Building healthy relationships
Aimee Gomez & Lindsay Cambell
Recent studies have shown that our interpersonal relationships have a prominent effect on our mental and physical health. There is much speculation that mental health can inadvertently affect physical health, which is why it is important to maintain healthy relationships.
The McMaster Health and Wellness Centre's brochure on healthy relationships describes healthy relationships as having four main qualities: respect, honesty, trust, and communication. These factors help to promote social support as well as preventing social isolation. In a healthy relationship, there is always somebody there to talk to when you need to address issues in your life. You can trust them enough to tell them what you are feeling without being judged. They are there to remind you of your strengths when you feel weak. Essentially, they appreciate you and make you feel good about yourself. They can help to promote and maintain your mental health.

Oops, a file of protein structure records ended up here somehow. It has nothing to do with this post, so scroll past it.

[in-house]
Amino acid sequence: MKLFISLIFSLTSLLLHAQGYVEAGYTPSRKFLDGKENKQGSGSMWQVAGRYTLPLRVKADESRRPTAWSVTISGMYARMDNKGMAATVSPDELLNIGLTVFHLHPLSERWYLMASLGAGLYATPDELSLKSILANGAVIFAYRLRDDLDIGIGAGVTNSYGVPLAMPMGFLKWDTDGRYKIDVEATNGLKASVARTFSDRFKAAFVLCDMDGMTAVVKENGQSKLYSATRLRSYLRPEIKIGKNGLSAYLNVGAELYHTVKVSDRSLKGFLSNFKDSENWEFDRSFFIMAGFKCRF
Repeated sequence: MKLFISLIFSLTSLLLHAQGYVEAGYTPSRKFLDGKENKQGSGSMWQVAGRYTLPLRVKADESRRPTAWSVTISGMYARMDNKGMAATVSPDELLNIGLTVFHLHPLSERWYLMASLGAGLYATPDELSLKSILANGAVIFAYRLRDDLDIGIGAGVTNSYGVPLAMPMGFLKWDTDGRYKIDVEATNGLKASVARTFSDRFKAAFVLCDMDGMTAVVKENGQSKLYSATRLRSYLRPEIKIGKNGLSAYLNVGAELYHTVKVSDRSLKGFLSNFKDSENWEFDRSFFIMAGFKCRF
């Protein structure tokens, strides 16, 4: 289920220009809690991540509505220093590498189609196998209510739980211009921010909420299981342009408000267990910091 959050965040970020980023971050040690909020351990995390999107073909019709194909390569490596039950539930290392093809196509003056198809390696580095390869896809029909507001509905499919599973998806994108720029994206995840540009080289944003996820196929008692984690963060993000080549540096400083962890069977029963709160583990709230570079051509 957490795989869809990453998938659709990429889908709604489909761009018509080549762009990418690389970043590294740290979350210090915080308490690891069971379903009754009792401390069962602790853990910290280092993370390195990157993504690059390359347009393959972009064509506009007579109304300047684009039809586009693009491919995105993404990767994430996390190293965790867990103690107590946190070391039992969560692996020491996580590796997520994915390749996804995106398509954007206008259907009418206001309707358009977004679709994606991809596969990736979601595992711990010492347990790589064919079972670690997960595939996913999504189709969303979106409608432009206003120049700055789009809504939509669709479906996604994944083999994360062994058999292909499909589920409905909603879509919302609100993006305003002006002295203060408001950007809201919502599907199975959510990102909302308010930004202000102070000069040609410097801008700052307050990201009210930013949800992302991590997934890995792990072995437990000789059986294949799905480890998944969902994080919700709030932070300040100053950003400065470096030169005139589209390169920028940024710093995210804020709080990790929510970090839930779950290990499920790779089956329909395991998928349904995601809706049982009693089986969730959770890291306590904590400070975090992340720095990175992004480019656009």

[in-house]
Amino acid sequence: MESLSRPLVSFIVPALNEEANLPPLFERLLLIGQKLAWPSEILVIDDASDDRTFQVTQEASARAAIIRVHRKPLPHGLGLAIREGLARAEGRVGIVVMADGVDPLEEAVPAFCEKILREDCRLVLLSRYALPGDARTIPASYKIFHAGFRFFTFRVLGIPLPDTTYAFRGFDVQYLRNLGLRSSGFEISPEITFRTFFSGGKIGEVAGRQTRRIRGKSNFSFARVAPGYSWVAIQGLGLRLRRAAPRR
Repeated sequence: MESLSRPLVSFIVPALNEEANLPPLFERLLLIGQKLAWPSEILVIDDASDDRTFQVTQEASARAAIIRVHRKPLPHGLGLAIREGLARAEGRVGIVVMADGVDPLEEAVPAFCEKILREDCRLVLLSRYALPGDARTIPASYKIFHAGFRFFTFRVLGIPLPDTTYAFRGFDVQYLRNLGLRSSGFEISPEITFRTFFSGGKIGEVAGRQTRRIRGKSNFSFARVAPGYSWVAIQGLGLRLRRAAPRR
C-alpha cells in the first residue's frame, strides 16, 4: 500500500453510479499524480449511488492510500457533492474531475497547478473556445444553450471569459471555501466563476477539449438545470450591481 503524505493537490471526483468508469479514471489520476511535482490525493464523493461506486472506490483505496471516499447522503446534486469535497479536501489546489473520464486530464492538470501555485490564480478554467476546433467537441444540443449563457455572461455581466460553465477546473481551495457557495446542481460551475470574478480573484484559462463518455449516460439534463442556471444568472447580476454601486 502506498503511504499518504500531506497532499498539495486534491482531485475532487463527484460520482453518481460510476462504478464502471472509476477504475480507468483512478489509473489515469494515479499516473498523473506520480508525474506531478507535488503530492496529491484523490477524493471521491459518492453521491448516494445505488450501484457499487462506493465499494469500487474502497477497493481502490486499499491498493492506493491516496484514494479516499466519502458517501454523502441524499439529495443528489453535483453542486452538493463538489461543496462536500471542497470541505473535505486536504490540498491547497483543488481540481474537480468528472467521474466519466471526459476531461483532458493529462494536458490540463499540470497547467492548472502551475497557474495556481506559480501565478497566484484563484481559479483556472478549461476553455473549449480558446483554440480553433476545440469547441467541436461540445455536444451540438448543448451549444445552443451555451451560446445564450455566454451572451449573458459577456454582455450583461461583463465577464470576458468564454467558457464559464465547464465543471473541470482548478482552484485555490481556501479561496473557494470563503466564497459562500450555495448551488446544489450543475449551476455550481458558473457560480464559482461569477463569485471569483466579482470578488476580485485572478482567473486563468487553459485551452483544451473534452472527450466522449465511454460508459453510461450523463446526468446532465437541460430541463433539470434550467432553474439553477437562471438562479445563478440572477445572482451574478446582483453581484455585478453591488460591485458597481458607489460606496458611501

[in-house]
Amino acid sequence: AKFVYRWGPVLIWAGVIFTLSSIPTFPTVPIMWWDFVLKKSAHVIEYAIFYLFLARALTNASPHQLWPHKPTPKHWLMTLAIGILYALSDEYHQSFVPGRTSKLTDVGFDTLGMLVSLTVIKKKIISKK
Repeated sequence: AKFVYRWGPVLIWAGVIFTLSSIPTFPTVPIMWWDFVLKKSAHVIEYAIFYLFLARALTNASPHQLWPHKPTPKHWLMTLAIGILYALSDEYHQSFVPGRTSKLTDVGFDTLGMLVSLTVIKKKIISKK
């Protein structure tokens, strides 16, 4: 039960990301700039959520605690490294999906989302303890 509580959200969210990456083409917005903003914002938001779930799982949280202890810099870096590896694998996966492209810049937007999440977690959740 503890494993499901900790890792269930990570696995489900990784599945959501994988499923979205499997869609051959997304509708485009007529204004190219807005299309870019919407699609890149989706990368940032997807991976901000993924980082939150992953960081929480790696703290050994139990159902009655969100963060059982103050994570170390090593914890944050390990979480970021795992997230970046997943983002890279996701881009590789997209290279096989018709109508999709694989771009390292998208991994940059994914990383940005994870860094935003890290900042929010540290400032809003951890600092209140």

The physical benefits of long-term relationships are evident in marriage. In the September 2003 issue of Health Psychology, researchers found that middle-aged women in good marriages, as opposed to middle-aged women in unsatisfactory marriages or unwed women, were less likely to develop risk factors that lead to cardiovascular diseases. This study was conducted over a 13-year period with a regular number of visits each year to assess a variety of biological and psychosocial characteristics.